Pages with the words “queer” and “feminist” aren’t necessarily dog-eared in the state of Mississippi’s dictionary, but a bookstore in Water Valley is writing those entries in bold.

Violet Valley Bookstore opened late last year and is unassumingly nestled in “the Valley’s” historic downtown in Yalobusha County, approximately 20 miles south of Oxford. It’s like any hometown bookstore, filled to the brim with old, new, foreign, local, happy, sad and fantastical books with characters leading many different lives.

With local staples Heartbreak Coffee, Yalobusha Brewing Company and the B.T.C. Old-Fashioned Grocery a few steps away, Violet Valley is a slow-paced complement to the “kick-your-shoes-off and stay a while” feeling of all Water Valley’s offerings. Only this niche storefront offers an underpinning level of queer and feminist activism between the pages of select books.

Owner Jaime Harker, professor of English and director of the Sarah Isom Center for Women and Gender Studies at the University of Mississippi in Oxford, said labeling her bookstore as queer and feminist is appropriate for offering books that investigate and explore gender and sexuality.

The word queer, included in the common abbreviation LGBTQ to identify lesbian, gay, bisexual, transgender, queer or questioning people, is commonly used to indicate any kind of sexuality that doesn’t fit what society perceives as the heterosexual norm, Harker explained.

“I sometimes refer to myself as a lesbian, sometimes as gay, sometimes as queer; but the ‘queer community’ is useful shorthand for folks who identify in any number of ways,” she said.

The combination of inexpensive rent for storefronts in Water Valley and a resurgence of interest in independent bookstores nationwide, Harker saw a unique opportunity for her lifelong dream in this town of a little more than 3,000 residents. And it just so happens she and her wife Dixie live there. Although the story of the bookstore’s birth has been noted nationally by NBC News, Autostraddle and Bitch Media, Harker attributes Violet Valley’s success to the surrounding community.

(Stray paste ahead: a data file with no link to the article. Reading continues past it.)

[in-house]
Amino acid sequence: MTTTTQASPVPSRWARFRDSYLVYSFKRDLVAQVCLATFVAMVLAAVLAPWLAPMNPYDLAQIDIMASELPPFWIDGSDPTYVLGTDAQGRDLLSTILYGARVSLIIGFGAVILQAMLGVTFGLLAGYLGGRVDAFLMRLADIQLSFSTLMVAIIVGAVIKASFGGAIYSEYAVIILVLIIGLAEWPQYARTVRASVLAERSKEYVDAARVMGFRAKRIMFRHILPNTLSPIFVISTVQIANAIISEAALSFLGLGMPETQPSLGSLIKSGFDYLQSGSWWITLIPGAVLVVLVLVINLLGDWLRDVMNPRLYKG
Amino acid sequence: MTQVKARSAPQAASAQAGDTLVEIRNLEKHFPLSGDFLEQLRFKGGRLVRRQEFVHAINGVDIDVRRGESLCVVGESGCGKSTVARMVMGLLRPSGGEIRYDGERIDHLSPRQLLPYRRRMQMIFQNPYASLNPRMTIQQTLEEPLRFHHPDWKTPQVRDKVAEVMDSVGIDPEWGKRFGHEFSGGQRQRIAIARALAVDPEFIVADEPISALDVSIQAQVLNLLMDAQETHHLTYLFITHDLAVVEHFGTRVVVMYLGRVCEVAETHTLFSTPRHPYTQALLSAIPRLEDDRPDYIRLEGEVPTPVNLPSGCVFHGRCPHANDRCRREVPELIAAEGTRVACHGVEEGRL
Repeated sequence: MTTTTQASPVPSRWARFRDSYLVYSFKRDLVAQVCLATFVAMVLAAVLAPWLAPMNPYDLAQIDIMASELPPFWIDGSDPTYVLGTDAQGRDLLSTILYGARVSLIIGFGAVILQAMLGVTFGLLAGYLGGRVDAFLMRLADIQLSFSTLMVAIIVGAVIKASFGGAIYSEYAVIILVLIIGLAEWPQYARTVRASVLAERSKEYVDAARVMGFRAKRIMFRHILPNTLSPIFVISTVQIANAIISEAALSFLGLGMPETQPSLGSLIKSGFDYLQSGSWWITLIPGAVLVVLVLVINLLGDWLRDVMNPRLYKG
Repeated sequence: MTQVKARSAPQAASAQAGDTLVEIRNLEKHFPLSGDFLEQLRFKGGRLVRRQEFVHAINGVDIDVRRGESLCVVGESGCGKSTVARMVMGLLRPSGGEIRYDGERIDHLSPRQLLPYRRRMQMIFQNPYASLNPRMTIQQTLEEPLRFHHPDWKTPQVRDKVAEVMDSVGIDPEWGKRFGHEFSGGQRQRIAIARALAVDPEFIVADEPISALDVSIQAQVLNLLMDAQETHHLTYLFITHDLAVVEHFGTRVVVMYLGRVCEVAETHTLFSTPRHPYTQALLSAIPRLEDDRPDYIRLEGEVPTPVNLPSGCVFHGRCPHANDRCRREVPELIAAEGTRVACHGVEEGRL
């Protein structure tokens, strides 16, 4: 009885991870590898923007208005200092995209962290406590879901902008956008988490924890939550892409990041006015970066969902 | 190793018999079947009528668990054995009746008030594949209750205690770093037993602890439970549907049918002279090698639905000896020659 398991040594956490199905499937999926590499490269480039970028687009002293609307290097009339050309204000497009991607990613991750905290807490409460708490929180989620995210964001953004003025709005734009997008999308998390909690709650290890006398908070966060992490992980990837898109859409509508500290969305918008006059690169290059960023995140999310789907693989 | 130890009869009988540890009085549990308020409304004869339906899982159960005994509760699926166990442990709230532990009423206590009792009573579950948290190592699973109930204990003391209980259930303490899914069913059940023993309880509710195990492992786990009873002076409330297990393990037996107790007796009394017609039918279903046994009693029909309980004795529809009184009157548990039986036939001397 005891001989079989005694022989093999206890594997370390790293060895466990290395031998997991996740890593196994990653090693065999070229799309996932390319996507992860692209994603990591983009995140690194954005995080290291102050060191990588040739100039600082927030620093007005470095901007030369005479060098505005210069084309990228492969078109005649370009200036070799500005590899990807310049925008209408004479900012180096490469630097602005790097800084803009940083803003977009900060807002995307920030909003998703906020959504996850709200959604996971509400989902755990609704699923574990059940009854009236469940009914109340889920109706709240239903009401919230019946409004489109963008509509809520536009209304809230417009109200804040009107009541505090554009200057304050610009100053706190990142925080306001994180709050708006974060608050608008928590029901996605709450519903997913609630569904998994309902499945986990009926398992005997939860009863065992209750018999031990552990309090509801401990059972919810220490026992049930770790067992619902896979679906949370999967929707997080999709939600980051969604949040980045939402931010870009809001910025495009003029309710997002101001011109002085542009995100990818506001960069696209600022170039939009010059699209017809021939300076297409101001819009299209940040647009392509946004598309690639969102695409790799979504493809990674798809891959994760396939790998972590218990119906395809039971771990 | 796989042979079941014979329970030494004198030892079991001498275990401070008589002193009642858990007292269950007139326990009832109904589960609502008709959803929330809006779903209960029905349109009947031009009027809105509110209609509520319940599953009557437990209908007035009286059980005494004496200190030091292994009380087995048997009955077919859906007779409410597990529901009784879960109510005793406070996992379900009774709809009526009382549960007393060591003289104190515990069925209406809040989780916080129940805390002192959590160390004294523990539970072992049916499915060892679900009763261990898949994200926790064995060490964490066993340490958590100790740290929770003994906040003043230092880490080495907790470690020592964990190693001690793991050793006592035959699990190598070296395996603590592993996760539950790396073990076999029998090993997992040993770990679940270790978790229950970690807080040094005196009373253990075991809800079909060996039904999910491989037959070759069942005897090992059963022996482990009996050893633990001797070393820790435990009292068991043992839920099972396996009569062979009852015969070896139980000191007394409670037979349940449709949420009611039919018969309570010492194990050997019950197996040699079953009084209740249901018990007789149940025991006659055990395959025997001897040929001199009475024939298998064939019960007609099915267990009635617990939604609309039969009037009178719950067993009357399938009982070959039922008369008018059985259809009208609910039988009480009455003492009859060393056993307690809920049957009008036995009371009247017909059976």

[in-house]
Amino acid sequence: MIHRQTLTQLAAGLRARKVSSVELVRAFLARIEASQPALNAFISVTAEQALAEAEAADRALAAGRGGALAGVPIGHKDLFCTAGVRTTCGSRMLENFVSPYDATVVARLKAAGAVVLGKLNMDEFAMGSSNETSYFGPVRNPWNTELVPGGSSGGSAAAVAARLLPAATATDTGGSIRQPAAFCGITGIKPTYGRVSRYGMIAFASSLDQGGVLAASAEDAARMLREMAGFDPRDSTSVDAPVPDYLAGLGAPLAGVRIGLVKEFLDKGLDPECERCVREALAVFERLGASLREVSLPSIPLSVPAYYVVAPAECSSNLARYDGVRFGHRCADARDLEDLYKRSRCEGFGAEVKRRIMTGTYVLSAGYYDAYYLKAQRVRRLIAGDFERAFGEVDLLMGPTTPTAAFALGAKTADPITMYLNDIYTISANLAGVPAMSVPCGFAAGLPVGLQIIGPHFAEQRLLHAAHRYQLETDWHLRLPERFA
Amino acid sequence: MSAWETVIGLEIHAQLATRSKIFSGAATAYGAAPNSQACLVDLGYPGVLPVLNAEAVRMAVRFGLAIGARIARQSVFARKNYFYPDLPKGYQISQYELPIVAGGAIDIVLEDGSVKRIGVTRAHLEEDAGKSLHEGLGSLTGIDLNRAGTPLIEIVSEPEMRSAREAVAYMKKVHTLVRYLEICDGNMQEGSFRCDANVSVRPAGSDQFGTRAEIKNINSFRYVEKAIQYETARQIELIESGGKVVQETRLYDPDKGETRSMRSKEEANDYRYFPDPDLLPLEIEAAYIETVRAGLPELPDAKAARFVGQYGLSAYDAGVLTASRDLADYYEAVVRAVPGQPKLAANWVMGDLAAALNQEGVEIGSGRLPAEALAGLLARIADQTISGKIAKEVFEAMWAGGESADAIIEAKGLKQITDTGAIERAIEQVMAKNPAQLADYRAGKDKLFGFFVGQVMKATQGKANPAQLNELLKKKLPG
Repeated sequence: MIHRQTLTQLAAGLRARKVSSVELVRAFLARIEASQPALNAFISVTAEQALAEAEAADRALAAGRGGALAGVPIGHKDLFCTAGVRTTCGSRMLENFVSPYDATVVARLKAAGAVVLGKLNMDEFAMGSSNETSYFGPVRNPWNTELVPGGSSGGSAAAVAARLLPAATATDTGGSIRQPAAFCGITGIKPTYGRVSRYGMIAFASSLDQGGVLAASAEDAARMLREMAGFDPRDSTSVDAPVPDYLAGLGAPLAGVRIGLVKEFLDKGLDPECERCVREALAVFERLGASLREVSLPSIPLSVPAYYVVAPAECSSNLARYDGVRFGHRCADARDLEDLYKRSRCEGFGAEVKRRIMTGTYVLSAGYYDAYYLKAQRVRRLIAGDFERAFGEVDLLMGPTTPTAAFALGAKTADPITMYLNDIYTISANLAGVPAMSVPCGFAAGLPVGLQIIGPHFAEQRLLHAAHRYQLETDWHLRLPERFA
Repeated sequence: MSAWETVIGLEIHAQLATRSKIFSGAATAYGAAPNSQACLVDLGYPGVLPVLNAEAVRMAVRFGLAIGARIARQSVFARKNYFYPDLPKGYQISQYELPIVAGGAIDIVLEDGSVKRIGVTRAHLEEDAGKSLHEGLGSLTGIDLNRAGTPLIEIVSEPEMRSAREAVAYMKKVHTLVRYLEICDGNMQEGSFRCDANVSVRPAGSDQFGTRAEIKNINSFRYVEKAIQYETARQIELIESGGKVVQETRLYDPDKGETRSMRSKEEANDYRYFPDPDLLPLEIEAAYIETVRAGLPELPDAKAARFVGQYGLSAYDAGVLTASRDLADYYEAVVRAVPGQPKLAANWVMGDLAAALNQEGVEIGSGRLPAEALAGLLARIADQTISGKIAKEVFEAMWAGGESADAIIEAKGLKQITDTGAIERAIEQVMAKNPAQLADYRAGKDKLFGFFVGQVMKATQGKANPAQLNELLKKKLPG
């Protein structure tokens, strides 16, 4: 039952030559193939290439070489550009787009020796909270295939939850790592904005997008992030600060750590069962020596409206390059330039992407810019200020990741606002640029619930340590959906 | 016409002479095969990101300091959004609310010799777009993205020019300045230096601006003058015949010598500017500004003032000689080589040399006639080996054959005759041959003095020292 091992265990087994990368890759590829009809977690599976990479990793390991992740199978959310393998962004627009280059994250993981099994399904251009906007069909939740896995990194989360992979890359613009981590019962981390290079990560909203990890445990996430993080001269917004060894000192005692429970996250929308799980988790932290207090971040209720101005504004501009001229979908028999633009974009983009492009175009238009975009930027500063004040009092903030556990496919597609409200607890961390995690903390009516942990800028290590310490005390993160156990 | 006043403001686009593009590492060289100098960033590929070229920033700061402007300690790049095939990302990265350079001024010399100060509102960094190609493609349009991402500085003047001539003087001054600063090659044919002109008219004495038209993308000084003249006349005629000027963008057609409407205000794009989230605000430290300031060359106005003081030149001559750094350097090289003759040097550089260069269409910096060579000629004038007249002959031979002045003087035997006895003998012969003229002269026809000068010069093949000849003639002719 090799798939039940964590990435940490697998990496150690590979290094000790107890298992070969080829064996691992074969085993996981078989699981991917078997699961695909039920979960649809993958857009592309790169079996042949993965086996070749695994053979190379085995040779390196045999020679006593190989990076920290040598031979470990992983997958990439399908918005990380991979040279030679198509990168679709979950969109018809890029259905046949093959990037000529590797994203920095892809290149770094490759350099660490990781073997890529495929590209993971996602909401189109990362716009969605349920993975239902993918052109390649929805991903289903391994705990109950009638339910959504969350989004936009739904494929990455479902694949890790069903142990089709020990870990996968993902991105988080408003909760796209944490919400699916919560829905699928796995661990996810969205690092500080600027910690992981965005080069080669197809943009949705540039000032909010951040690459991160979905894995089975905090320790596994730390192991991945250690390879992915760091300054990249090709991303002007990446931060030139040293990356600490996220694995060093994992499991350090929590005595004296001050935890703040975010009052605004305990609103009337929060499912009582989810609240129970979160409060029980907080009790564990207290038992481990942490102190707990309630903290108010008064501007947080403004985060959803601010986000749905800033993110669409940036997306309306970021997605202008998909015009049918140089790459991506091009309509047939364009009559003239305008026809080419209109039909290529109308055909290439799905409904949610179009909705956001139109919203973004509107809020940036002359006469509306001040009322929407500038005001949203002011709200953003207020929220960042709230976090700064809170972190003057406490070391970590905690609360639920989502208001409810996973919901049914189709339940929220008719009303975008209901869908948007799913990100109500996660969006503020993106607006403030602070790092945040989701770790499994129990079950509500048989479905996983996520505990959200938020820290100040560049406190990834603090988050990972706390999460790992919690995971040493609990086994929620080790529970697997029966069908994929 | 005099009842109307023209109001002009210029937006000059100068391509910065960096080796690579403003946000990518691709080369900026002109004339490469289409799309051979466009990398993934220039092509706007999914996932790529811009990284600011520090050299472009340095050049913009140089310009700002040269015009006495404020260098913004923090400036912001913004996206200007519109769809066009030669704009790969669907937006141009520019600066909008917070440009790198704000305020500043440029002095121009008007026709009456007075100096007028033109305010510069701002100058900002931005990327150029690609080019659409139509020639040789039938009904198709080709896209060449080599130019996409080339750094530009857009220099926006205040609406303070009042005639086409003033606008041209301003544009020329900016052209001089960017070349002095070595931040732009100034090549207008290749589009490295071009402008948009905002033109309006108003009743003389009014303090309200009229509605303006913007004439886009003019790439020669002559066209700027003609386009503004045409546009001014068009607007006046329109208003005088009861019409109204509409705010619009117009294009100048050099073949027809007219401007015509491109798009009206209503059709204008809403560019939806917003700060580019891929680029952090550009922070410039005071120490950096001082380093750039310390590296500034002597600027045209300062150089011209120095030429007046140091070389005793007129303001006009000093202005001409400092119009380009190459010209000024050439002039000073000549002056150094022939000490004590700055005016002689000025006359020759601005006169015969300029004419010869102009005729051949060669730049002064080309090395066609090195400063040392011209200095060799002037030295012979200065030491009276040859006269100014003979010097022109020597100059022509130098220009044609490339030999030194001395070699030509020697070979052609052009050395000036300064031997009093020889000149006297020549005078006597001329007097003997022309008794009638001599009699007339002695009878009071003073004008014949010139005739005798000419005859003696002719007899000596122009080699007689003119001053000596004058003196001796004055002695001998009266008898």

“The positive outpouring has been amazing,” Harker said about the LGBTQ and ally residents of Water Valley and surrounding towns. But the buzz around its opening hasn’t always been positive. Prior to the opening, disapproving church groups we out in full force denouncing both the sale of alcohol at the local brewery and the bookstore’s ties to the LGBTQ world. But, as time went on, the protestors’ numbers dwindled as the initial shock wore off.

Oxford resident Hal Sullivan recounts the vehement opposition as something of a spectacle.

“These people were just making things up about what they thought the bookstore would introduce to the community,” he said. “As a local, I knew the community, for the most part, was gung-ho and supportive of the bookstore’s endeavors.”

With that kind of attention, Harker turned the situation into an educational opportunity by building coalitions and alliances with community members. In the meantime, the bookstore became a safe space for people feeling oppressed.

The bookstore opened in the midst of a tumultuous debate over the Mississippi Legislature’s passage of the Protecting Freedom of Conscience from Government Discrimination Act, more often referred to as House Bill 1523, which prevents government intervention when churches and business owners with sincerely held religious beliefs or moral convictions refuse service to same-sex couples. The law was signed by Gov. Phil Bryant in 2016 and remains in effect after appeals to the Fifth U.S. Circuit Court of Appeals and the U.S. Supreme Court.